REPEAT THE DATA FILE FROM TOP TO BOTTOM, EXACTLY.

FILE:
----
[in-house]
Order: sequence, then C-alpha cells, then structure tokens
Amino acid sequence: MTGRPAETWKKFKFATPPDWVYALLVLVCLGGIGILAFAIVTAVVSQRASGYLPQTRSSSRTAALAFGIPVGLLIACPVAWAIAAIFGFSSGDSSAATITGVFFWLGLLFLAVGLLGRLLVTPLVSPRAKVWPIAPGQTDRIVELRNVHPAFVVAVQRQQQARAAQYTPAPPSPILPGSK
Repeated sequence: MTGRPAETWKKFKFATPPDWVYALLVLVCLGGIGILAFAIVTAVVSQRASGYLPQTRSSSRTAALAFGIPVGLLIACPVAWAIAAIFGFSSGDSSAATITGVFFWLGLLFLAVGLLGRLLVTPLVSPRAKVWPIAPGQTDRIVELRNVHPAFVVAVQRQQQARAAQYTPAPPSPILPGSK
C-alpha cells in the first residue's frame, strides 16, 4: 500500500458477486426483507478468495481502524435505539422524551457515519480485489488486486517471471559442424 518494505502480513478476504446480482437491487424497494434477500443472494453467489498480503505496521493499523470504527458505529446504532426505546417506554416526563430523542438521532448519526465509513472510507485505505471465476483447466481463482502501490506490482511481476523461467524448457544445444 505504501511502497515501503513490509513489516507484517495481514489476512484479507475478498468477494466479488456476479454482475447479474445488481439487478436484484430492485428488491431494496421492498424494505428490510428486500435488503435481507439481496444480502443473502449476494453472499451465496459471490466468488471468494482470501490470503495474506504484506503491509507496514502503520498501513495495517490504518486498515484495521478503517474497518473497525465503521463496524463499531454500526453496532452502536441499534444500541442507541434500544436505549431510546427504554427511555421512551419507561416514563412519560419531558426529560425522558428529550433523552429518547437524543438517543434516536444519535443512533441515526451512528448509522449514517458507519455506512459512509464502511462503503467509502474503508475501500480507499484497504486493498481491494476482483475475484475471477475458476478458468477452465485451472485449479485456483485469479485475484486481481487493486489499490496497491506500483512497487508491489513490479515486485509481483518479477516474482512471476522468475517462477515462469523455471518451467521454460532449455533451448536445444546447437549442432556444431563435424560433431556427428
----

[in-house]
Order: sequence, then C-alpha cells, then structure tokens
Amino acid sequence: MTGRPAETWKKFKFATPPDWVYALLVLVCLGGIGILAFAIVTAVVSQRASGYLPQTRSSSRTAALAFGIPVGLLIACPVAWAIAAIFGFSSGDSSAATITGVFFWLGLLFLAVGLLGRLLVTPLVSPRAKVWPIAPGQTDRIVELRNVHPAFVVAVQRQQQARAAQYTPAPPSPILPGSK
Repeated sequence: MTGRPAETWKKFKFATPPDWVYALLVLVCLGGIGILAFAIVTAVVSQRASGYLPQTRSSSRTAALAFGIPVGLLIACPVAWAIAAIFGFSSGDSSAATITGVFFWLGLLFLAVGLLGRLLVTPLVSPRAKVWPIAPGQTDRIVELRNVHPAFVVAVQRQQQARAAQYTPAPPSPILPGSK
C-alpha cells in the first residue's frame, strides 16, 4: 500500500458477486426483507478468495481502524435505539422524551457515519480485489488486486517471471559442424 518494505502480513478476504446480482437491487424497494434477500443472494453467489498480503505496521493499523470504527458505529446504532426505546417506554416526563430523542438521532448519526465509513472510507485505505471465476483447466481463482502501490506490482511481476523461467524448457544445444 505504501511502497515501503513490509513489516507484517495481514489476512484479507475478498468477494466479488456476479454482475447479474445488481439487478436484484430492485428488491431494496421492498424494505428490510428486500435488503435481507439481496444480502443473502449476494453472499451465496459471490466468488471468494482470501490470503495474506504484506503491509507496514502503520498501513495495517490504518486498515484495521478503517474497518473497525465503521463496524463499531454500526453496532452502536441499534444500541442507541434500544436505549431510546427504554427511555421512551419507561416514563412519560419531558426529560425522558428529550433523552429518547437524543438517543434516536444519535443512533441515526451512528448509522449514517458507519455506512459512509464502511462503503467509502474503508475501500480507499484497504486493498481491494476482483475475484475471477475458476478458468477452465485451472485449479485456483485469479485475484486481481487493486489499490496497491506500483512497487508491489513490479515486485509481483518479477516474482512471476522468475517462477515462469523455471518451467521454460532449455533451448536445444546447437549442432556444431563435424560433431556427428